Mark Friesen among those found guilty of violating pandemic gathering limits on 3 separate dates

Police in Saskatoon monitored a protest against COVID-19 restrictions in April 2021. (Leisha Grebinski/CBC - image credit)
Police in Saskatoon monitored a protest against COVID-19 restrictions in April 2021. (Leisha Grebinski/CBC - image credit)

Organizers of protests against COVID-19 vaccines were among a group of people found guilty of violating Saskatchewan's pandemic gathering limits, according to a trio of decisions released by Saskatchewan's provincial court this week.

Although the tickets were issued on three separate dates — Dec. 5, 2020, Dec. 19, 2020 and April 24, 2021 — the decisions are interrelated, as many of the defendants put forward the same arguments, all of which which were ultimately dismissed by provincial court Justice Quentin Agnew.

The three decisions were issued on Jan. 17, 2023.

Mark Friesen, who ran as a candidate for the Buffalo Party of Saskatchewan in September's Saskatoon Meewasin byelection, is the only person named in each of the three decisions.

Judge not persuaded

The decision related to the tickets issued on Dec. 19 lays out the issues Agnew found in the defendant's arguments for all three dates.

On Dec. 19, 2020, a rally was held at the Vimy Memorial in Kiwanis Park in Saskatoon despite a public health order prohibiting outdoor gatherings of more than 10 people.

Saskatoon police would later use a video recorded by officers, a livestream posted by one of the defendants and driver's licence information from Saskatchewan Government Insurance (SGI) to identify and ticket some of the individuals at the rally.

Seven of those people were defendants in this case.

The information pulled from SGI included each person's name, photograph and address.

The data was one of the four issues that the defendants attempted to raise with the judge.

However, their argument that identifying them with information from SGI was a violation of their rights to unreasonable search or seizure under the Charter of Rights and Freedoms held no water with Agnew.

He found that the defendants had no expectation that their information held by SGI would be kept private. SGI's privacy statement sets out that it can share its customers information without their consent, and specifically mentions assisting law enforcement of a lawful investigation.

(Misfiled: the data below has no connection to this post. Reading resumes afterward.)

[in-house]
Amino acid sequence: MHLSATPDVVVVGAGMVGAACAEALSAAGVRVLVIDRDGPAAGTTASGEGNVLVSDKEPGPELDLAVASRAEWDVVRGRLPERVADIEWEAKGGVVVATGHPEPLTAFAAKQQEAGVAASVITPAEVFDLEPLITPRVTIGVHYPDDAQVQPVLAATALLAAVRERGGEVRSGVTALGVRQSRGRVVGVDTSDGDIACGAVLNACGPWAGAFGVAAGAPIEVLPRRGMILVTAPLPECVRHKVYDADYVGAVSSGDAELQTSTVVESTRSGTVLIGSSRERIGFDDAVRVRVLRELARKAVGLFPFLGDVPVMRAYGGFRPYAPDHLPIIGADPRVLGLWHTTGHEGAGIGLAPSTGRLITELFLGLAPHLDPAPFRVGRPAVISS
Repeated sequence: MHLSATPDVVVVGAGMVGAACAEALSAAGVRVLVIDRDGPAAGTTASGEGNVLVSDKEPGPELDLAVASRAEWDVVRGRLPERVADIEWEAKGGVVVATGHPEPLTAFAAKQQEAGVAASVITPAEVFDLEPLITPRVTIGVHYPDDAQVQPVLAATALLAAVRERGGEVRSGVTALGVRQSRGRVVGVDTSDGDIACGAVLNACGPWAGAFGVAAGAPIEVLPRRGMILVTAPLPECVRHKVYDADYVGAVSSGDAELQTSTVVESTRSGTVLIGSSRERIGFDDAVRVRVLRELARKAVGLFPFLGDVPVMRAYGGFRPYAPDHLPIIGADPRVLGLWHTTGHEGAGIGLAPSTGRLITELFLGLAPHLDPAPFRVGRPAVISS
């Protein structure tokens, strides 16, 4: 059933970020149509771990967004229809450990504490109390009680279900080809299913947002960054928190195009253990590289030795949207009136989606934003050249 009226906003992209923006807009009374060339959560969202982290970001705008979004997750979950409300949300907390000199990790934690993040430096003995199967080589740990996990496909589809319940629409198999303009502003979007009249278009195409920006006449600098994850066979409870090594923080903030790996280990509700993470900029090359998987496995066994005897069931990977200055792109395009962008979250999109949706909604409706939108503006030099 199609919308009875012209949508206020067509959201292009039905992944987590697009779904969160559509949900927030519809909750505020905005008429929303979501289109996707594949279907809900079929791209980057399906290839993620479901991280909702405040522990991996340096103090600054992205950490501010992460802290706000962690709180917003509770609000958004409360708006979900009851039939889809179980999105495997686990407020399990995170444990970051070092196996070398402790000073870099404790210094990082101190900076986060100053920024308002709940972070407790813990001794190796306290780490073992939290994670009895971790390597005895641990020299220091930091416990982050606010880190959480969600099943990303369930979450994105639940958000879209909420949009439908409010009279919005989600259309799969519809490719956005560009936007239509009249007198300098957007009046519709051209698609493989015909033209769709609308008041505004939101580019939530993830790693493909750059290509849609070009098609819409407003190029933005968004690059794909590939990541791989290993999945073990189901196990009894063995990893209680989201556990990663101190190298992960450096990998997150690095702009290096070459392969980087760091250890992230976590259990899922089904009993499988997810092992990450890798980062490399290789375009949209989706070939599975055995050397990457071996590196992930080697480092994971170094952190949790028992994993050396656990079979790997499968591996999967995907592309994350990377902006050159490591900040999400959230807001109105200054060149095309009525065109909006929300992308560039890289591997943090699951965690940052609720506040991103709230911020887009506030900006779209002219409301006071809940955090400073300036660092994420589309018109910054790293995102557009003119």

"Given that the law specifically authorizes release of their names, photographs and addresses by SGI to the police for the purpose of investigating apparent breaches of the law, it is difficult to see how the defendants could have had a reasonable expectation that SGI would not do so," Agnew wrote in his decision.

He noted that no one is forced to provide information to SGI, but that the information was voluntarily provided to SGI as part of the process to apply for a driver's license.

Agnew also rejected arguments that the public health order was too vague and as a result it should be unconstitutional.

The defendants did not specify what part of the order was vague, making it difficult for the judge to interpret their argument.

"It is not the Court's role to hunt through the law to try to find a defence for an accused," Agnew wrote.

While he did go over the legislation and analyze it, he found no vagueness in the order.

Agnew also deconstructed arguments from the defence about the public health order being an example of unauthorized delegation of power or inconsistent with the Constitution. Once again he found them unpersuasive and not backed up by previous decisions.

As a result, Agnew found all seven of the defendants guilty as charged.

Other incidents

Friesen was also charged with violating the public health order by attending a public gathering at Vimy Memorial in Kiwanis Park in Saskatoon on Dec. 5, 2020.

He tried to use the the same arguments made in the previous case. Agnew dismissed all of them using the same rulings.

Friesen also attempted to argue that police abused their discretion when ticketing him and not other people at the gathering and that he should've been given a warning.

Agnew disagreed, saying that there was no evidence before him that no one else had been charged and that there is no requirement for police to issue a warning when someone is breaking the law.

As a result, Agnew found Friesen guilty.

The eight defendants who were ticketed on April 24, 2021, attempted the same arguments about the vagueness of the public health order and the order being an unauthorized delegation of power.

Agnew relied on his previous explanations and found the defendants guilty.